The rapid digital transformation of business has increased the risk of cyberattacks manifold. Due to the COVID-19 pandemic and companies moving to WFH and omnichannel, there was a tremendous increase in cybersecurity violations rising to more than 445 million in 2020.
It is reported that in the first half of 2020, attacks on IoT devices increased by three times compared to previous years. 94 per cent of malware are sent through emails, and more than 80 per cent of accounts reported cyber-attacks through phishing resulting in the loss of $17,700 every minute.
Let’s look at some of the attacks that shook IT, giants, during the pandemic.
World Health Organisation (WHO)
One of the most shocking cyberattacks of 2020 was faced by WHO when it was focussed on fighting COVID-19. On April 9th, 2020, around 25,000 email addresses and passwords of WHO staff members were leaked online. It is reported that the victims included frontline health workers devoted to fighting and containing the pandemic, the National Institute of Health (NIH), the US Center for Disease Control & Prevention (CDC) and the Gates Foundation. Later the WHO confirmed the data leak and announced that the leak was not recent and thus, it did not impact the organisation.
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Zoom became one of the most popular video conferencing applications. However, the app also gained negative publicity because of security concerns. In April, Zoom video calling software became the victim of Zoom bombing. A phenomenon where a hacker could easily join private meetings, read personal messages and even share offensive images on the screen. The company later upgraded its application on iOS to stop sharing user information to Facebook and eventually improved security for meetings.
Tech giant Microsoft announced a data breach in its customer database in January 2020. Over 250 million records and logs of conversations between Microsoft support agents and customers between 2005 to December 2019 were leaked. Consumer-based website, Comparitech, informed the organisation about the data leak and added that the same data was accessible on five Elasticsearch servers.
Microsoft did not disclose how significant the data breach was and what type of data was leaked but assured to send an email notification to users whose data was compromised.
Japanese camera giant Canon suffered a Maze Ransomware Attack in August 2020. The company confirmed the cyber attack had resulted in the theft of 10 Terrabytes of company data and disrupted multiple applications.
Later after the investigation, the company announced no image leak but, the video and images saved prior to June were lost. Canon’s IT centre informed its employees about widespread system issues affecting multiple applications, but they did not mention the reason for the glitch.
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The University of Utah
In August 2020, The University of Utah paid almost half a million dollars to an unknown entity that hacked its computer servers. The servers were reported to have stored information of students, staff and faculty of the College of Social and Behavioral Science. Police informed that no tuition fee, grants or donation were used to pay the ransom. The ransom attackers involved that hack and steal data and had already encrypted 0.02 per cent of data before the US Information Security Office detected it.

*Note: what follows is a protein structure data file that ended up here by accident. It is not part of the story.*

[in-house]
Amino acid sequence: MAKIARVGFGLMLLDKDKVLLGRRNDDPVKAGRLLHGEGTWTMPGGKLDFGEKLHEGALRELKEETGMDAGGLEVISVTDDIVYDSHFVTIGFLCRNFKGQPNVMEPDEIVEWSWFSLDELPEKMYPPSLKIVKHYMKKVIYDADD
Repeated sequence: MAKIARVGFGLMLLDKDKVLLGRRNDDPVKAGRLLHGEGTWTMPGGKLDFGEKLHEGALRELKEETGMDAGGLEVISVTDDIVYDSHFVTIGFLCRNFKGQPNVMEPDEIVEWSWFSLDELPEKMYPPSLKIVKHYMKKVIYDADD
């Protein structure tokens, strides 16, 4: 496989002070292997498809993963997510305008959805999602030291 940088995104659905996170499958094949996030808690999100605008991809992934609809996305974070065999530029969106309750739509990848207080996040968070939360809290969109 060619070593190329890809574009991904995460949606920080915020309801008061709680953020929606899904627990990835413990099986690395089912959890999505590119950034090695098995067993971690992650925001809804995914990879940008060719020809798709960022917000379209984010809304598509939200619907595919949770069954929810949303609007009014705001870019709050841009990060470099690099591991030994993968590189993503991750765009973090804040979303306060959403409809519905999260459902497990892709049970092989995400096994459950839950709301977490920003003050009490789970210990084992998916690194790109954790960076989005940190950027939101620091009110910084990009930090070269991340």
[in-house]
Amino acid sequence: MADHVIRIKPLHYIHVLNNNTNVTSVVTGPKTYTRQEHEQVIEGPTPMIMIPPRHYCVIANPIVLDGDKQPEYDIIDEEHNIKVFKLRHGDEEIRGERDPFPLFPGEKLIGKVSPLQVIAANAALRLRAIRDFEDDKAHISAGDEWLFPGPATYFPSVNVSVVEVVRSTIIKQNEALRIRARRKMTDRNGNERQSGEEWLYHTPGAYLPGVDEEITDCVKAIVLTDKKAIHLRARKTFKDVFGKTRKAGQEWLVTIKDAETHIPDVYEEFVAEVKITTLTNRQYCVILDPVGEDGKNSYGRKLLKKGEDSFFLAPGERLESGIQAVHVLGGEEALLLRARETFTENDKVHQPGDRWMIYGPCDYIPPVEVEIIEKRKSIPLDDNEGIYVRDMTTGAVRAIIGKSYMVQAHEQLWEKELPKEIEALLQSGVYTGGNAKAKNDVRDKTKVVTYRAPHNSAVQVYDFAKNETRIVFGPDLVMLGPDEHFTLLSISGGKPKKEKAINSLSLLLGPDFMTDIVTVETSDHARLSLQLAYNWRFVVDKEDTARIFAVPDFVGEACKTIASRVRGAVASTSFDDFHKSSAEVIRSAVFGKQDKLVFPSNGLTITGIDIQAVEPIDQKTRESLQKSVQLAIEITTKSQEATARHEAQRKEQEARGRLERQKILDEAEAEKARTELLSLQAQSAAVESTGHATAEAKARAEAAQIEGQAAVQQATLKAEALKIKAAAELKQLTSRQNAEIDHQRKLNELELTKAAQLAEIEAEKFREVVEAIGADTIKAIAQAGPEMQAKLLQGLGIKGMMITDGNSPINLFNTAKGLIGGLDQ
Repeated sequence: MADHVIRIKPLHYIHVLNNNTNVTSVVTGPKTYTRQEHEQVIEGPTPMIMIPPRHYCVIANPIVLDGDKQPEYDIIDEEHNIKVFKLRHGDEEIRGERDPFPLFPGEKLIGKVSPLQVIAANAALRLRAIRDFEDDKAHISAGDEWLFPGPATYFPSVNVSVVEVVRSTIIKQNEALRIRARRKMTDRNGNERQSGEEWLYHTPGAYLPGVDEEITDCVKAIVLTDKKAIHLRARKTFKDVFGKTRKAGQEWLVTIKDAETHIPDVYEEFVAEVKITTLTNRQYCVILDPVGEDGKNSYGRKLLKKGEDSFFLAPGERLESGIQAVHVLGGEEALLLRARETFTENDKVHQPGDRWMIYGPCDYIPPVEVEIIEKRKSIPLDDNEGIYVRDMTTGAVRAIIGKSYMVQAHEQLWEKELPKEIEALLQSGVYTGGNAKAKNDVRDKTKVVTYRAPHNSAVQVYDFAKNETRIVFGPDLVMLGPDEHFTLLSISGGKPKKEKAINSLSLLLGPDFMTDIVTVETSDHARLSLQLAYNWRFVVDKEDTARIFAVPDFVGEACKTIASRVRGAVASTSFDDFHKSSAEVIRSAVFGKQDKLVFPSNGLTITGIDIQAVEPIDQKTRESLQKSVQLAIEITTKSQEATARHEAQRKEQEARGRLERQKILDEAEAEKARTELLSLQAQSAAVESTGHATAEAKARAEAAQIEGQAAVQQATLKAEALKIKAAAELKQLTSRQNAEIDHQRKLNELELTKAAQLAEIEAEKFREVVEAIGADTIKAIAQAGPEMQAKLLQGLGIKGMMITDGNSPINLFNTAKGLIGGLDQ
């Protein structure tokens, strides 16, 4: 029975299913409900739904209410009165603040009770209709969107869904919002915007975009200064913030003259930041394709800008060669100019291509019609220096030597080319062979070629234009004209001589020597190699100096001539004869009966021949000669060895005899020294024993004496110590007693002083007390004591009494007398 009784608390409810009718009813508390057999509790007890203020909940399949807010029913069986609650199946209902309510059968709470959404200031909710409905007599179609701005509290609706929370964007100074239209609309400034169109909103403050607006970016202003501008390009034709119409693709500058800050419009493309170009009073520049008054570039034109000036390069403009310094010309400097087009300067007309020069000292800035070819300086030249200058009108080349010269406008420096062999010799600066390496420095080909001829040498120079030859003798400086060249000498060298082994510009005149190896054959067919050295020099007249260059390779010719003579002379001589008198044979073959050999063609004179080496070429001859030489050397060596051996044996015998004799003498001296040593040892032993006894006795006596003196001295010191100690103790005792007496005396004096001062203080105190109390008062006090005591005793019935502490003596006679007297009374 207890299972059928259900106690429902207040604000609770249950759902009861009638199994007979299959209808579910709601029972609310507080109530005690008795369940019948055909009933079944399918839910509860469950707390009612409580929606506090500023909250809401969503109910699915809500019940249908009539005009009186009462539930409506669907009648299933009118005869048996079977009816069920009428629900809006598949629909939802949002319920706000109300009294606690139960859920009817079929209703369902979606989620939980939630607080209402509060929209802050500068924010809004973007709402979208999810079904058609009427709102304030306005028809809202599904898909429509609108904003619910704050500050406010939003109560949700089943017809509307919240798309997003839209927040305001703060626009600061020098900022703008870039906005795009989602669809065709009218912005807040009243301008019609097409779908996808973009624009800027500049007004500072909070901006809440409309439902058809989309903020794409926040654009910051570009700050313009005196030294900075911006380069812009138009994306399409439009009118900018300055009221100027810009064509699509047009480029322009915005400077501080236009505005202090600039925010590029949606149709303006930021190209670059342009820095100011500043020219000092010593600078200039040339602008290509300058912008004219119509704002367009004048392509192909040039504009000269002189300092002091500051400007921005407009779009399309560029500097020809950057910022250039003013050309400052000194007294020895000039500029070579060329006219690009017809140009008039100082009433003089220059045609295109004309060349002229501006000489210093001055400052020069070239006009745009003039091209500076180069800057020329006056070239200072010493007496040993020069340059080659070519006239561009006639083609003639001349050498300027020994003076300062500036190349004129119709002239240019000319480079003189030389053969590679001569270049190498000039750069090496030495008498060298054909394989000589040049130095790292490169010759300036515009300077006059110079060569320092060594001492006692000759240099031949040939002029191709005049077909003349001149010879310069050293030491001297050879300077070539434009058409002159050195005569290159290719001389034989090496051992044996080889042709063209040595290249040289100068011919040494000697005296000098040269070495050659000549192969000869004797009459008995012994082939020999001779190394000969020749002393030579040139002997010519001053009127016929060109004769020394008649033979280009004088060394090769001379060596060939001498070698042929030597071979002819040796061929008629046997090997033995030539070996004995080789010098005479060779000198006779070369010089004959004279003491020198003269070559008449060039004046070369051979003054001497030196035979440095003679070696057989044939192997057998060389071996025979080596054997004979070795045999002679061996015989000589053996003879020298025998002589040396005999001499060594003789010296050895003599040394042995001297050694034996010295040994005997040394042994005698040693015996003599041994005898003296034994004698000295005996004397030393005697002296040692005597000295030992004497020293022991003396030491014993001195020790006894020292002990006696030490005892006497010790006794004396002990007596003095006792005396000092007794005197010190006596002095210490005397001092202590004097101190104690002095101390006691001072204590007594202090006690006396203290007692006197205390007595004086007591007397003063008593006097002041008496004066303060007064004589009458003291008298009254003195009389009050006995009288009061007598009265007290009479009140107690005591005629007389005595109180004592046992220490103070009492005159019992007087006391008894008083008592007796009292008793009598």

The hotel chain across the globe experienced a data breach in March 2020, which impacted around 5.2 million hotel guests. According to the hotel chain, the hackers might have accessed the guest information via two Marriott employees. The stolen data includes guests’ personal details such as telephones, date of birth, loyalty account number, and more. The hotel chain launched a program to track the details of the customers whose data must have been stolen and contacted guests whose details might have been exposed.
Whisper launched its secret-sharing app for its users to share photos and videos anonymously. However, the app was a fail in maintaining the secrets of its users. In March 2020, millions of users’ data were exposed that included nicknames, stated age, ethnicity, and membership. Considering the app was designed to share secrets, the data also had personal confessions and desires. It is reported that around 1.3 million users listed their age as 15. When questioned why the information was not protected with passwords, Whisper claimed that it was not designed to be queried directly. The information was intended for only the users of the platform.
In December 2020 a data breach notification was sent to the Defense Information Systems Agency employees. It confirmed the data leak of employee’s details such as social security numbers and asked them to report if they doubted identity theft. The DISA employs around 8,000 employees, including military and civilians and offered free credit monitoring to all the impacted. The Department of Defense (DOD) did not disclose any details of the data breach; however, they also added no evidence of data misuse.
The University of California confirmed a criminal cyber-attack in June 2020. The cybercriminal was able to access the data using malware that encrypted multiple servers. A ransom amount of $3 million was demanded by hackers. However, the amount was negotiated, and the university paid $1.14 million. The university later announced that no data was misused.